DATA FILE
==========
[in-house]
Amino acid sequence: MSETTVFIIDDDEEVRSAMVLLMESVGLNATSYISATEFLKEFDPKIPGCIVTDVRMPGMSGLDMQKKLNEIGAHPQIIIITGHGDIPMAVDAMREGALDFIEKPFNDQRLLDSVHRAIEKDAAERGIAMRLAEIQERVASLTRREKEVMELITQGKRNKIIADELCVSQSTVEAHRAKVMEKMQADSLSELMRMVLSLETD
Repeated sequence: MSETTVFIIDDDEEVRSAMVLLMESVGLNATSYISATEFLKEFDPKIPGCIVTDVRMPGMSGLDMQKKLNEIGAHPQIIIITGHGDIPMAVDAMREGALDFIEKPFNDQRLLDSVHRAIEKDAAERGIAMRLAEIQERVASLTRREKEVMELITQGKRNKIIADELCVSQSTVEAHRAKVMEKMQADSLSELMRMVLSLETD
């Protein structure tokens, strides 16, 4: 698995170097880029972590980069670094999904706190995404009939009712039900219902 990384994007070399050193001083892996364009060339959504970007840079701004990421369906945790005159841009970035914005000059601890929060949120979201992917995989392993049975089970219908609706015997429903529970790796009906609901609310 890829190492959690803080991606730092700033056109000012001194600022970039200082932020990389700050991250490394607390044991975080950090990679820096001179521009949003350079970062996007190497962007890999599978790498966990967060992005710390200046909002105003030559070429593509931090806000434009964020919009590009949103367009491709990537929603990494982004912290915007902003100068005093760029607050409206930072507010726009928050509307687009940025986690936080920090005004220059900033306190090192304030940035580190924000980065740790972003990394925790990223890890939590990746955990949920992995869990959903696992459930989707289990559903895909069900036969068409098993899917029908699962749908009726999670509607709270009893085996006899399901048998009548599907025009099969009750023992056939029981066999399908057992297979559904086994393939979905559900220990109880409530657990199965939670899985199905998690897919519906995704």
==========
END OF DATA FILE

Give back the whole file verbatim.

[in-house]
Amino acid sequence: MSETTVFIIDDDEEVRSAMVLLMESVGLNATSYISATEFLKEFDPKIPGCIVTDVRMPGMSGLDMQKKLNEIGAHPQIIIITGHGDIPMAVDAMREGALDFIEKPFNDQRLLDSVHRAIEKDAAERGIAMRLAEIQERVASLTRREKEVMELITQGKRNKIIADELCVSQSTVEAHRAKVMEKMQADSLSELMRMVLSLETD
Repeated sequence: MSETTVFIIDDDEEVRSAMVLLMESVGLNATSYISATEFLKEFDPKIPGCIVTDVRMPGMSGLDMQKKLNEIGAHPQIIIITGHGDIPMAVDAMREGALDFIEKPFNDQRLLDSVHRAIEKDAAERGIAMRLAEIQERVASLTRREKEVMELITQGKRNKIIADELCVSQSTVEAHRAKVMEKMQADSLSELMRMVLSLETD
């Protein structure tokens, strides 16, 4: 698995170097880029972590980069670094999904706190995404009939009712039900219902 990384994007070399050193001083892996364009060339959504970007840079701004990421369906945790005159841009970035914005000059601890929060949120979201992917995989392993049975089970219908609706015997429903529970790796009906609901609310 890829190492959690803080991606730092700033056109000012001194600022970039200082932020990389700050991250490394607390044991975080950090990679820096001179521009949003350079970062996007190497962007890999599978790498966990967060992005710390200046909002105003030559070429593509931090806000434009964020919009590009949103367009491709990537929603990494982004912290915007902003100068005093760029607050409206930072507010726009928050509307687009940025986690936080920090005004220059900033306190090192304030940035580190924000980065740790972003990394925790990223890890939590990746955990949920992995869990959903696992459930989707289990559903895909069900036969068409098993899917029908699962749908009726999670509607709270009893085996006899399901048998009548599907025009099969009750023992056939029981066999399908057992297979559904086994393939979905559900220990109880409530657990199965939670899985199905998690897919519906995704």